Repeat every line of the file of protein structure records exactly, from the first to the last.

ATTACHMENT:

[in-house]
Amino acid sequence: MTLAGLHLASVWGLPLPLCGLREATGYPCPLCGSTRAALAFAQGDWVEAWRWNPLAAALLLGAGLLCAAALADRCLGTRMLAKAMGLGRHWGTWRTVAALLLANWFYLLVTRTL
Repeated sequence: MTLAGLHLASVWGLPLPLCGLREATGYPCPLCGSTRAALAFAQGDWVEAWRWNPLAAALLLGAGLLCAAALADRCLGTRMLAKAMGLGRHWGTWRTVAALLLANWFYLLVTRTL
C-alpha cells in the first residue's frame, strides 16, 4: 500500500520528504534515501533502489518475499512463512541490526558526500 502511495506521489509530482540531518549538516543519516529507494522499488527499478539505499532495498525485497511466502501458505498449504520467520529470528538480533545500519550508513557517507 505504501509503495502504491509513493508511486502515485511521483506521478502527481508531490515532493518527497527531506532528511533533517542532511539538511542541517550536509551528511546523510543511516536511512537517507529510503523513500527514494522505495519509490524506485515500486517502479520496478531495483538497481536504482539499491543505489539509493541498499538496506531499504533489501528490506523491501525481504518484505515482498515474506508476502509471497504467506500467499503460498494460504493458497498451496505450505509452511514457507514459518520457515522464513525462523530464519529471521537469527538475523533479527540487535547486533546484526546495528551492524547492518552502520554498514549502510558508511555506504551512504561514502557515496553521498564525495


[in-house]
Amino acid sequence: MTLAGLHLASVWGLPLPLCGLREATGYPCPLCGSTRAALAFAQGDWVEAWRWNPLAAALLLGAGLLCAAALADRCLGTRMLAKAMGLGRHWGTWRTVAALLLANWFYLLVTRTL
Repeated sequence: MTLAGLHLASVWGLPLPLCGLREATGYPCPLCGSTRAALAFAQGDWVEAWRWNPLAAALLLGAGLLCAAALADRCLGTRMLAKAMGLGRHWGTWRTVAALLLANWFYLLVTRTL
C-alpha cells in the first residue's frame, strides 16, 4: 500500500520528504534515501533502489518475499512463512541490526558526500 502511495506521489509530482540531518549538516543519516529507494522499488527499478539505499532495498525485497511466502501458505498449504520467520529470528538480533545500519550508513557517507 505504501509503495502504491509513493508511486502515485511521483506521478502527481508531490515532493518527497527531506532528511533533517542532511539538511542541517550536509551528511546523510543511516536511512537517507529510503523513500527514494522505495519509490524506485515500486517502479520496478531495483538497481536504482539499491543505489539509493541498499538496506531499504533489501528490506523491501525481504518484505515482498515474506508476502509471497504467506500467499503460498494460504493458497498451496505450505509452511514457507514459518520457515522464513525462523530464519529471521537469527538475523533479527540487535547486533546484526546495528551492524547492518552502520554498514549502510558508511555506504551512504561514502557515496553521498564525495